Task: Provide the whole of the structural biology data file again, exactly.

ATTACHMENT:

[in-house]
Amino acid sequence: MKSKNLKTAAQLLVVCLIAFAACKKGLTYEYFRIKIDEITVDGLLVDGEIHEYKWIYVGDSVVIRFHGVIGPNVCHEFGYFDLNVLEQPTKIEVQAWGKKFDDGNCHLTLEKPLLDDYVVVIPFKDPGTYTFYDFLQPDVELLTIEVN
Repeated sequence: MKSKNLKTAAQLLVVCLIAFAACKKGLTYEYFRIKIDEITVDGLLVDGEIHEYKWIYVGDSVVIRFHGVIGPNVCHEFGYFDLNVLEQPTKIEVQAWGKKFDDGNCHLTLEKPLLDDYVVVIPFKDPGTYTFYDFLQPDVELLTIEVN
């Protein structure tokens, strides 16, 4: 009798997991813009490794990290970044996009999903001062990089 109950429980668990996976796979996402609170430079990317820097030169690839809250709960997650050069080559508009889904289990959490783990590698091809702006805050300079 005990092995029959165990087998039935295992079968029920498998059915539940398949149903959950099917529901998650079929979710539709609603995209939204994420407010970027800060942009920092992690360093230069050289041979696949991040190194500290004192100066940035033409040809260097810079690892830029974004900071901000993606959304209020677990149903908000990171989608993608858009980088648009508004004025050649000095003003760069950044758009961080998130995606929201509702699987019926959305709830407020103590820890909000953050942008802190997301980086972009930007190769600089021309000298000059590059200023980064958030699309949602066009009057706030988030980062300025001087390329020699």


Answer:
[in-house]
Amino acid sequence: MKSKNLKTAAQLLVVCLIAFAACKKGLTYEYFRIKIDEITVDGLLVDGEIHEYKWIYVGDSVVIRFHGVIGPNVCHEFGYFDLNVLEQPTKIEVQAWGKKFDDGNCHLTLEKPLLDDYVVVIPFKDPGTYTFYDFLQPDVELLTIEVN
Repeated sequence: MKSKNLKTAAQLLVVCLIAFAACKKGLTYEYFRIKIDEITVDGLLVDGEIHEYKWIYVGDSVVIRFHGVIGPNVCHEFGYFDLNVLEQPTKIEVQAWGKKFDDGNCHLTLEKPLLDDYVVVIPFKDPGTYTFYDFLQPDVELLTIEVN
């Protein structure tokens, strides 16, 4: 009798997991813009490794990290970044996009999903001062990089 109950429980668990996976796979996402609170430079990317820097030169690839809250709960997650050069080559508009889904289990959490783990590698091809702006805050300079 005990092995029959165990087998039935295992079968029920498998059915539940398949149903959950099917529901998650079929979710539709609603995209939204994420407010970027800060942009920092992690360093230069050289041979696949991040190194500290004192100066940035033409040809260097810079690892830029974004900071901000993606959304209020677990149903908000990171989608993608858009980088648009508004004025050649000095003003760069950044758009961080998130995606929201509702699987019926959305709830407020103590820890909000953050942008802190997301980086972009930007190769600089021309000298000059590059200023980064958030699309949602066009009057706030988030980062300025001087390329020699």